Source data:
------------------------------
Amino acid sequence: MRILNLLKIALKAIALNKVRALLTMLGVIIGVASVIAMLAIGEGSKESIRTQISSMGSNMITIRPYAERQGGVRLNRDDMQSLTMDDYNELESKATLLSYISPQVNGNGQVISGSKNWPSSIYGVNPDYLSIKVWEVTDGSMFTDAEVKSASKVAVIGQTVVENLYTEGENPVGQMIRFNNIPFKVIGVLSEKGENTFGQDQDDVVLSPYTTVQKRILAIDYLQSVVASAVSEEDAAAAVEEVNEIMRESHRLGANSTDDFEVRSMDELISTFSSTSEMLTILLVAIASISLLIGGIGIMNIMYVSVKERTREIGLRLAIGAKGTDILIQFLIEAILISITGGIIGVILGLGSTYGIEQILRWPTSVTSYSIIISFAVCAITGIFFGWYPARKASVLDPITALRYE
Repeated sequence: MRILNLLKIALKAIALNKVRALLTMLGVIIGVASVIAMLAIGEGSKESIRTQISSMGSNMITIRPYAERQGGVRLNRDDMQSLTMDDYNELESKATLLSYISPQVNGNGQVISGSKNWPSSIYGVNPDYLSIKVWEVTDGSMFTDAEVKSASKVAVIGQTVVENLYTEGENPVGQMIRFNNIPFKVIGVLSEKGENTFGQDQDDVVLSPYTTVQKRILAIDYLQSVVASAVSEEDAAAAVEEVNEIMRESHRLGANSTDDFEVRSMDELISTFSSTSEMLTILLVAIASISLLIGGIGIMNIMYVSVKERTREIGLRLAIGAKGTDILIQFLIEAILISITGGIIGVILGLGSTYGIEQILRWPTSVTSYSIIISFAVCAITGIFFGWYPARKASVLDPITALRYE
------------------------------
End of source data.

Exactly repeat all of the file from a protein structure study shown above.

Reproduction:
Amino acid sequence: MRILNLLKIALKAIALNKVRALLTMLGVIIGVASVIAMLAIGEGSKESIRTQISSMGSNMITIRPYAERQGGVRLNRDDMQSLTMDDYNELESKATLLSYISPQVNGNGQVISGSKNWPSSIYGVNPDYLSIKVWEVTDGSMFTDAEVKSASKVAVIGQTVVENLYTEGENPVGQMIRFNNIPFKVIGVLSEKGENTFGQDQDDVVLSPYTTVQKRILAIDYLQSVVASAVSEEDAAAAVEEVNEIMRESHRLGANSTDDFEVRSMDELISTFSSTSEMLTILLVAIASISLLIGGIGIMNIMYVSVKERTREIGLRLAIGAKGTDILIQFLIEAILISITGGIIGVILGLGSTYGIEQILRWPTSVTSYSIIISFAVCAITGIFFGWYPARKASVLDPITALRYE
Repeated sequence: MRILNLLKIALKAIALNKVRALLTMLGVIIGVASVIAMLAIGEGSKESIRTQISSMGSNMITIRPYAERQGGVRLNRDDMQSLTMDDYNELESKATLLSYISPQVNGNGQVISGSKNWPSSIYGVNPDYLSIKVWEVTDGSMFTDAEVKSASKVAVIGQTVVENLYTEGENPVGQMIRFNNIPFKVIGVLSEKGENTFGQDQDDVVLSPYTTVQKRILAIDYLQSVVASAVSEEDAAAAVEEVNEIMRESHRLGANSTDDFEVRSMDELISTFSSTSEMLTILLVAIASISLLIGGIGIMNIMYVSVKERTREIGLRLAIGAKGTDILIQFLIEAILISITGGIIGVILGLGSTYGIEQILRWPTSVTSYSIIISFAVCAITGIFFGWYPARKASVLDPITALRYE